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K-391 - Beast Coast 2014 | © YouTube/WikiCommons
K-391 - Beast Coast 2014 | © YouTube/WikiCommons
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Beast Coast: Bringing Rap And Hip-Hop Back To NYC

Picture of Malcolm Morano
Updated: 2 June 2016
Over the past 15 years, the rap scene slowly but steadily pulled away from New York. Considering that the 1980s and 90s were absolutely dominated by New York rap, this was a sad turn — this hip-hop mecca had been eclipsed. The rise of the rest – Outkast from Atlanta, Kanye from Chicago, and Eminem from Detroit – meant that New York had become just another city in the hip-hop world. But a new generation of artists from Brooklyn is bringing NYC hip-hop back with the Beast Coast rap movement. We find out more.

Beast Coast is a collective of Pro Era, Flatbush Zombies, and The Underachievers. Rising to fame via underground mixtapes which proliferated throughout the Brooklyn rap scene, these groups are only just starting to hit the mainstream. Pro Era has now released two full-length albums (Joey Bada$$’s B4.DA.$$ and Kirk Knight’s Late Knight Special), The Underachievers have been backed by Flying Lotus, and Flatbush Zombies just received a prominent feature in Esquire.

Pro Era stands for ‘Progressive Era’, but while their music is great, it actually isn’t very progressive. In fact, it’s an outstanding throwback to 1990s east coast gangsta rap — the genius music of Biggie, Nas, and early Jay Z. Pro Era’s frontman, Joey Bada$$, coined the phrase ‘Beast Coast’ in his song ‘Killuminati‘ — ‘I’m a beast with these flows / Two birds, one stoned, you get geese’d when trees rolled / They say I’m evil cause I trained my ego to see gold / Cause he know (casino), seagulls couldn’t see these goals, please / It’s the return of the beast coast.’ The virtuosity of Bada$$’s wordplay in these bars is a good example of why the ‘Beast Coast’ phrase has stuck — its rappers are ‘beasts’, representing New York in a way that the glam rappers (50 Cent and Cam’ron) never could.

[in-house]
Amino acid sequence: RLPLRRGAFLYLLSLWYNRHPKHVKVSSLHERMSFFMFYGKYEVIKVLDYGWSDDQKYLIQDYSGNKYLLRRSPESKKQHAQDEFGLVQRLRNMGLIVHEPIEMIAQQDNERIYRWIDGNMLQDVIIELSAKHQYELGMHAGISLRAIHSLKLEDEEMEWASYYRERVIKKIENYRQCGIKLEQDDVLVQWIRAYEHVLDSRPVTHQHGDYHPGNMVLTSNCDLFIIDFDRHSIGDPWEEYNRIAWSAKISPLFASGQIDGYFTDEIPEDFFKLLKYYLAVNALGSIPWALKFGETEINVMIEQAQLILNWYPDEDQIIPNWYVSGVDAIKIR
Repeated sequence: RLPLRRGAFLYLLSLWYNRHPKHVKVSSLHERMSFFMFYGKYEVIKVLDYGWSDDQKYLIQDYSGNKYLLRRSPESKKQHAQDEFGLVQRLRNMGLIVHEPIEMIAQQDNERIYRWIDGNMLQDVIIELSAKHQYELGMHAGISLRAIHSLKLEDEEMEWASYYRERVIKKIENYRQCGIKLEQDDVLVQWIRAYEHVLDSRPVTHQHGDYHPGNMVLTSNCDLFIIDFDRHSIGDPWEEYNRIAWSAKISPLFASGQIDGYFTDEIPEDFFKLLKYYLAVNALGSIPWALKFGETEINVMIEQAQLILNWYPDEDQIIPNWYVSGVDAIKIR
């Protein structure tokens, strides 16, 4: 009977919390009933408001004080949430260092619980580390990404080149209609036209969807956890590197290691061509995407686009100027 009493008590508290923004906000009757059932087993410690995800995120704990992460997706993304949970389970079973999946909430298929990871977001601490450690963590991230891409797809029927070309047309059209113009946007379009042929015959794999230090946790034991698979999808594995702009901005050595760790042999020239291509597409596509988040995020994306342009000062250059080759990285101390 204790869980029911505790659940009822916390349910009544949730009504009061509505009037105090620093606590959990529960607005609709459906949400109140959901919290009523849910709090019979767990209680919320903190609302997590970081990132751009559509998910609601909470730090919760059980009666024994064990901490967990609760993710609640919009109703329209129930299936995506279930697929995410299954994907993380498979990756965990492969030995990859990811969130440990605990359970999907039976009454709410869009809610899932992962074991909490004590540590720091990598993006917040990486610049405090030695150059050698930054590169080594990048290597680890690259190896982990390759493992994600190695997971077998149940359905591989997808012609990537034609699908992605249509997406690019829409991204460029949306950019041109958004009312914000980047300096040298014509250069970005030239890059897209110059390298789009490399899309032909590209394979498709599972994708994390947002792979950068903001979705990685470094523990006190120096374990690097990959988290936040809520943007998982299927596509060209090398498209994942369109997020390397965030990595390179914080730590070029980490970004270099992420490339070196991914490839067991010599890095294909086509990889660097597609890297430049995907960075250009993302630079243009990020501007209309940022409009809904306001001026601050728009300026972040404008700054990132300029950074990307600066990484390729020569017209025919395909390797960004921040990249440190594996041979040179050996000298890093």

Pro Era is itself a collective of many artists; comparisons to the Wu-Tang Clan practically make themselves. Other notable member are Kirk Knight, CJ Fly, and the late and great Capital STEEZ. Watch their first video, ‘Survival Tactics’, which exemplifies everything that’s electric about their 90s revival flow.

Flatbush Zombies are much more out there. They are the rappers Meechy Darko, Zombie Juice, and Erick Arc Elliott (who also serves as the primary producer). Some combination of colorful voices, psychedelic production, and completely ridiculous lyrics creates the strange and fascinating force behind their music. Their first mixtape was called D.R.U.G.S. — typical enough for a rap tape, until you learn that it’s an acronym for ‘Death and Reincarnation Under God’s Supervision’.

These eccentricities keep them interesting despite their claims to metaphysical consciousness falling somewhat short. Their debut album, 3001: A Laced Odyssey, displays this disjunction between their abilities and their ambitions. Fascinating spiritual songs like ‘Ascension‘ are overshadowed by magnetic dirty-boy jams like ‘Bounce’ and ‘Trade-Off‘. But regardless of their shortcomings, their creative flows and adventurous vocal inflections imbue their music with a palpable excitement.

The Underachievers do a great job of picking up Flatbush Zombies’ philosophical slack, undoubtedly the most socially and metaphysically-conscious group in the Beast Coast collective. Starting with their first mixtape in 2013, Indigoism, the rap duo of Issa Gold and AK combined dense internal rhyme schemes with serious moral intentions. Their psychedelic-meets-90s-throwback style is a beautiful balance of what makes both Pro Era and the Zombies great. Subsequent releases, such as 2013’s Lords of Flatbush, have displayed their capacity to make straightforward bangers, as well.

Experimental electronic artist Flying Lotus reportedly decided to sign The Underachievers to his ‘Brainfeeder’ label after hearing 20 seconds of their music. These guys are the real deal, and their experimental tendencies have continued to grow. Their second studio album, Evermore: The Art of Duality, is a concept album of sorts, unified around opposites — from body and soul, to war and peace. And this is built into the structure of the album itself, which is comprised of musically and lyrically opposed parts. Versatile and intelligent, The Underachievers bring the Beast Coast to new heights.